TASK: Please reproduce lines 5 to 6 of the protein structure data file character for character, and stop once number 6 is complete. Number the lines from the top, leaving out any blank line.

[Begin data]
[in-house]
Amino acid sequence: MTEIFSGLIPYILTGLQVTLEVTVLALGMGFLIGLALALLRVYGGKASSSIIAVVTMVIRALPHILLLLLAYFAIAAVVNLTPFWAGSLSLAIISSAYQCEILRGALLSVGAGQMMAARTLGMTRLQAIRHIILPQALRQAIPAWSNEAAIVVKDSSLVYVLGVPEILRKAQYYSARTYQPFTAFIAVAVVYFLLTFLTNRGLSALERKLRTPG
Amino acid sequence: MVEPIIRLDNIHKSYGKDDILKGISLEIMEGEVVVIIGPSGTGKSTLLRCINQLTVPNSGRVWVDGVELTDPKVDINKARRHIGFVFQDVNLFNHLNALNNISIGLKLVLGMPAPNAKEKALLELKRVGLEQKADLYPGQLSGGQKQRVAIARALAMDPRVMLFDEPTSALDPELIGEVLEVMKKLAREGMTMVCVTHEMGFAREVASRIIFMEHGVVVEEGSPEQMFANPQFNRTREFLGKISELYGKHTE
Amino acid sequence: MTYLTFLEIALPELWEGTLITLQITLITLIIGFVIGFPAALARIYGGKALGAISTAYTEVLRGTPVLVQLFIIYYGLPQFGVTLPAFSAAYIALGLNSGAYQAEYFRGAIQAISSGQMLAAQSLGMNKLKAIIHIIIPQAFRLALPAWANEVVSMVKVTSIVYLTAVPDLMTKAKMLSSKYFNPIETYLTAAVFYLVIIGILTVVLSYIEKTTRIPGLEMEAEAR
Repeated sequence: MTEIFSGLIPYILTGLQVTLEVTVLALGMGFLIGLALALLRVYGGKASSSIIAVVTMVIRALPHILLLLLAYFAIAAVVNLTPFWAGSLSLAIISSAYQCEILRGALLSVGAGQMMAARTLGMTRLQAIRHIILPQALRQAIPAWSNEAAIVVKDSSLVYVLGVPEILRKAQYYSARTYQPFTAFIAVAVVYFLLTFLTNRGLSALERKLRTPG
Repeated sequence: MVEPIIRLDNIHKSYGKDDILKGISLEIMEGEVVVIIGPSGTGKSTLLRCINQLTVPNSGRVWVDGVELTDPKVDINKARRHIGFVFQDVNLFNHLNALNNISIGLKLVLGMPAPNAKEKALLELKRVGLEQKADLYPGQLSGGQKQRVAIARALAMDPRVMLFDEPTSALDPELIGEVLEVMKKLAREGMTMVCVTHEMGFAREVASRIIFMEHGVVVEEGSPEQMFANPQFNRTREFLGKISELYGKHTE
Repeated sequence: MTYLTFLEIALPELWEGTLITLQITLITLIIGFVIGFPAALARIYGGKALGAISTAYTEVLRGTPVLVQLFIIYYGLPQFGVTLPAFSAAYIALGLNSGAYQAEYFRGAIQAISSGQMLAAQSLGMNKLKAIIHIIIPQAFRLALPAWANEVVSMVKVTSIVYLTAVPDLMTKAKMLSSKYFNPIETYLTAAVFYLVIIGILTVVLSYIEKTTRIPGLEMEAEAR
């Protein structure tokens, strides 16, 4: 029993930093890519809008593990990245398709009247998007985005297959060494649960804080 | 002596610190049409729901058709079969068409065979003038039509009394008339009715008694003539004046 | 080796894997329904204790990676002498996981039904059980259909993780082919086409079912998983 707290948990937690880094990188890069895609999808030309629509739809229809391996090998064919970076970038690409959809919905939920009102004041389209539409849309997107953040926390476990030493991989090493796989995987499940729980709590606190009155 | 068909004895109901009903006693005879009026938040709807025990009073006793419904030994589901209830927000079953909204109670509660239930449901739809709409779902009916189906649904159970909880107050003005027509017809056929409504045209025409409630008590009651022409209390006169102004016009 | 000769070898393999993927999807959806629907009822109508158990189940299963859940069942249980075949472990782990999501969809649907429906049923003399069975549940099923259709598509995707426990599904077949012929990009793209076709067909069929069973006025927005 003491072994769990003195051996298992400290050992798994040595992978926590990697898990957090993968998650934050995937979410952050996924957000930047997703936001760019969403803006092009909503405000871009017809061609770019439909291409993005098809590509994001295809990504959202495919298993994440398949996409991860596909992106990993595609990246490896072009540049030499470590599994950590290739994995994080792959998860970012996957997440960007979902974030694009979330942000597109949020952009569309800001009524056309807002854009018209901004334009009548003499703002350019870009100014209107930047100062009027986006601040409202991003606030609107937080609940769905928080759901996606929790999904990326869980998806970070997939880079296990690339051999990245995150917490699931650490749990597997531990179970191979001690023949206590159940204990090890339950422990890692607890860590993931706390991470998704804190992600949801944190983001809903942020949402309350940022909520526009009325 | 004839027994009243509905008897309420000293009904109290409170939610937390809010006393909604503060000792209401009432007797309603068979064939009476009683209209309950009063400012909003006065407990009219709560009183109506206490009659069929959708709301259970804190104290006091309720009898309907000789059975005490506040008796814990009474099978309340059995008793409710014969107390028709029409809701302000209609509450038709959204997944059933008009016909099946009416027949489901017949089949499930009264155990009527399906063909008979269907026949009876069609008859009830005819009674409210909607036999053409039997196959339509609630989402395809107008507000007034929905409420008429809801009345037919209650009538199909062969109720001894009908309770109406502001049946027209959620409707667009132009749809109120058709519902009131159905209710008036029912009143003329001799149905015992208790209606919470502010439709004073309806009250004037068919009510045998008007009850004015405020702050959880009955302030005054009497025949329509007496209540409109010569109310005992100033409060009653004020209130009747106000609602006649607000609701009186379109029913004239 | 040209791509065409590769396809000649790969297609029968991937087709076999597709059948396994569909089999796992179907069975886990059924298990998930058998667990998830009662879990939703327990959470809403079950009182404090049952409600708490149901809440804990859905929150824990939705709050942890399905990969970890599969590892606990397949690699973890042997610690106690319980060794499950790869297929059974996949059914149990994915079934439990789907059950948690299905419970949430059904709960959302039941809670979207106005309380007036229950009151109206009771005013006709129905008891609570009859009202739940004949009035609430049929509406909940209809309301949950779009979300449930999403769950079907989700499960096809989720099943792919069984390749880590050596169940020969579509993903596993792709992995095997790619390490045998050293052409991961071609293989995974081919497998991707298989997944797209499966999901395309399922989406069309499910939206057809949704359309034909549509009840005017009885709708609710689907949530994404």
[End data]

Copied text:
Repeated sequence: MTEIFSGLIPYILTGLQVTLEVTVLALGMGFLIGLALALLRVYGGKASSSIIAVVTMVIRALPHILLLLLAYFAIAAVVNLTPFWAGSLSLAIISSAYQCEILRGALLSVGAGQMMAARTLGMTRLQAIRHIILPQALRQAIPAWSNEAAIVVKDSSLVYVLGVPEILRKAQYYSARTYQPFTAFIAVAVVYFLLTFLTNRGLSALERKLRTPG
Repeated sequence: MVEPIIRLDNIHKSYGKDDILKGISLEIMEGEVVVIIGPSGTGKSTLLRCINQLTVPNSGRVWVDGVELTDPKVDINKARRHIGFVFQDVNLFNHLNALNNISIGLKLVLGMPAPNAKEKALLELKRVGLEQKADLYPGQLSGGQKQRVAIARALAMDPRVMLFDEPTSALDPELIGEVLEVMKKLAREGMTMVCVTHEMGFAREVASRIIFMEHGVVVEEGSPEQMFANPQFNRTREFLGKISELYGKHTE